Carpenter's lawyers immediately sought discovery that would document and support his version of his conversation with Morillo, only to have Mohawk assert that such information was protected by attorney-client privilege.
Murphy determined that although the communications in question were privileged, Mohawk had implicitly waived that privilege in labeling Carpenter's claims as fiction.
"By making those representations, Murphy concluded, "defendant Mohawk placed the actions of attorney Morillo in issue.
"In fairness, evaluation of those representations will require an examination of otherwise-protected communications between attorney Morillo and [Carpenter] and between attorney Morillo and defendant Mohawk's personnel."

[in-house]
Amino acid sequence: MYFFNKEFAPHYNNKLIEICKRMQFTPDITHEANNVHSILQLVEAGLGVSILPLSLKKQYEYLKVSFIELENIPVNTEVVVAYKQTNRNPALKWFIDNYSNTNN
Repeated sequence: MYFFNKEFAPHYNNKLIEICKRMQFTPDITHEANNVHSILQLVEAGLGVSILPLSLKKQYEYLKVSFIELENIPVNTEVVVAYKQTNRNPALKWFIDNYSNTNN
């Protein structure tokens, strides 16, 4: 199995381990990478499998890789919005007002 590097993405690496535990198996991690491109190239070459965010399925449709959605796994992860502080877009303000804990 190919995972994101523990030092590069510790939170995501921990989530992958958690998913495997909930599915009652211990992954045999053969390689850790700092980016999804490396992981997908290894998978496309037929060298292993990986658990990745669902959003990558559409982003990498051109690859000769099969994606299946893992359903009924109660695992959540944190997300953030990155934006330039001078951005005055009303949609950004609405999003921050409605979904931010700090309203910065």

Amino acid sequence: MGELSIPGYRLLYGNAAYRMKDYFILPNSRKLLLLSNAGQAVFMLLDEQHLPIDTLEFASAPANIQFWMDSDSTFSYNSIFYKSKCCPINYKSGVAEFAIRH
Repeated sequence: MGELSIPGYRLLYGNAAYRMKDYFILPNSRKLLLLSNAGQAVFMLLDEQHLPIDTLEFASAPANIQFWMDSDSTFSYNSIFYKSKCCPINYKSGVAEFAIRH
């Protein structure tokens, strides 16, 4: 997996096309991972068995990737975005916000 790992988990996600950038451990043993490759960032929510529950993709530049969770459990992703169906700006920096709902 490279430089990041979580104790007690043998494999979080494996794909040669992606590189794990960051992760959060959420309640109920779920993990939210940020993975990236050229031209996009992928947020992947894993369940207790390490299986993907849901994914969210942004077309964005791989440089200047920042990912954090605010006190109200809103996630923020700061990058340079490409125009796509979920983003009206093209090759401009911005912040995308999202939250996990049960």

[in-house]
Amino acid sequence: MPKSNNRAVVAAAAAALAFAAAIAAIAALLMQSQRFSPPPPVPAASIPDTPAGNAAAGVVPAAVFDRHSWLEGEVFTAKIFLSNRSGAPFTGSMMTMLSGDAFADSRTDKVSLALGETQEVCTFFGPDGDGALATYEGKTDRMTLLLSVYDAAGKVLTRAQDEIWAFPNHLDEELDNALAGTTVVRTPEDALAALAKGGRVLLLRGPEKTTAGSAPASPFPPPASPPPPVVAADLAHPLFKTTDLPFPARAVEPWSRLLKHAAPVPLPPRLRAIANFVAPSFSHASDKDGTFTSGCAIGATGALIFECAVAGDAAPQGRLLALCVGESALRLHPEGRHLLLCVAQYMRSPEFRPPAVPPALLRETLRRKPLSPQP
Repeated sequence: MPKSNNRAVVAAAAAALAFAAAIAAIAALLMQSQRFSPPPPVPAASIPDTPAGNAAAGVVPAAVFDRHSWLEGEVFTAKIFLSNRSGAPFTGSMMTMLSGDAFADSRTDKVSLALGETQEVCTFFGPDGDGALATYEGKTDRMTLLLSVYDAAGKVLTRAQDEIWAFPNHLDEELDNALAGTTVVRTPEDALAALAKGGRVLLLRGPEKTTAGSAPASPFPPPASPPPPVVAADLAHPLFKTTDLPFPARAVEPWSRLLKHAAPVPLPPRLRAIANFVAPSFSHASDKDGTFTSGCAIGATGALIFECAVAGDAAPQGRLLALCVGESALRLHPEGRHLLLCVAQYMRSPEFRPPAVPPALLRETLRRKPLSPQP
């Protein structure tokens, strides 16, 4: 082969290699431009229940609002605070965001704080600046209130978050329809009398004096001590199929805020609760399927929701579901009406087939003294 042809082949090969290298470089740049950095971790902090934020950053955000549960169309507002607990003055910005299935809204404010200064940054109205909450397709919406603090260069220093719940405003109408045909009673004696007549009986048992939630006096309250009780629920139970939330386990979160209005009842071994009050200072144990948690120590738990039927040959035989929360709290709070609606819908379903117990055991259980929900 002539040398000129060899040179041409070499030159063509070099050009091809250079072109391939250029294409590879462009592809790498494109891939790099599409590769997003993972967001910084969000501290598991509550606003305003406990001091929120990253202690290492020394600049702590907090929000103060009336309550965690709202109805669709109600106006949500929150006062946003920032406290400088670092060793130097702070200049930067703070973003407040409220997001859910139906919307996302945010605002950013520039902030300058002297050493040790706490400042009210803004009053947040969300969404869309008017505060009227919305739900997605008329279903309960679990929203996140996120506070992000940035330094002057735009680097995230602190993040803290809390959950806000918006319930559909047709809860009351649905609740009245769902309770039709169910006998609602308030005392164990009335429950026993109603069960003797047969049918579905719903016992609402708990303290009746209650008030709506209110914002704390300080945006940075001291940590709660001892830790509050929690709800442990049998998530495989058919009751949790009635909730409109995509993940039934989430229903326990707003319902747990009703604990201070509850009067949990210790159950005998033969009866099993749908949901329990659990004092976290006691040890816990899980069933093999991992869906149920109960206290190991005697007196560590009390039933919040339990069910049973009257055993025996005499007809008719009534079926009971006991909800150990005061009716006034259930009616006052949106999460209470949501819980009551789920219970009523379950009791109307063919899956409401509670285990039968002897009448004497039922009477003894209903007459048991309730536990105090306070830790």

Mohawk immediately appealed Murphy's ruling to the 11th Circuit.
The appellate panel determined that in the 11th Circuit discovery orders are normally not immediately appealable, and Murphy's order in this case was no exception. While affirming that attorney-client privilege "is important," the panel also found that Mohawk's lawyers could appeal Murphy's order once the case has reached a final judgment.
"If this court were to determine on appeal from a final judgment that privileged information was wrongly turned over and was used to the detriment of the party asserting the privilege, we could reverse any adverse judgment and require a new trial, forbidding any use of the improperly disclosed information, as well as any documents, witnesses or other evidence obtained as a consequence of the improperly disclosed information."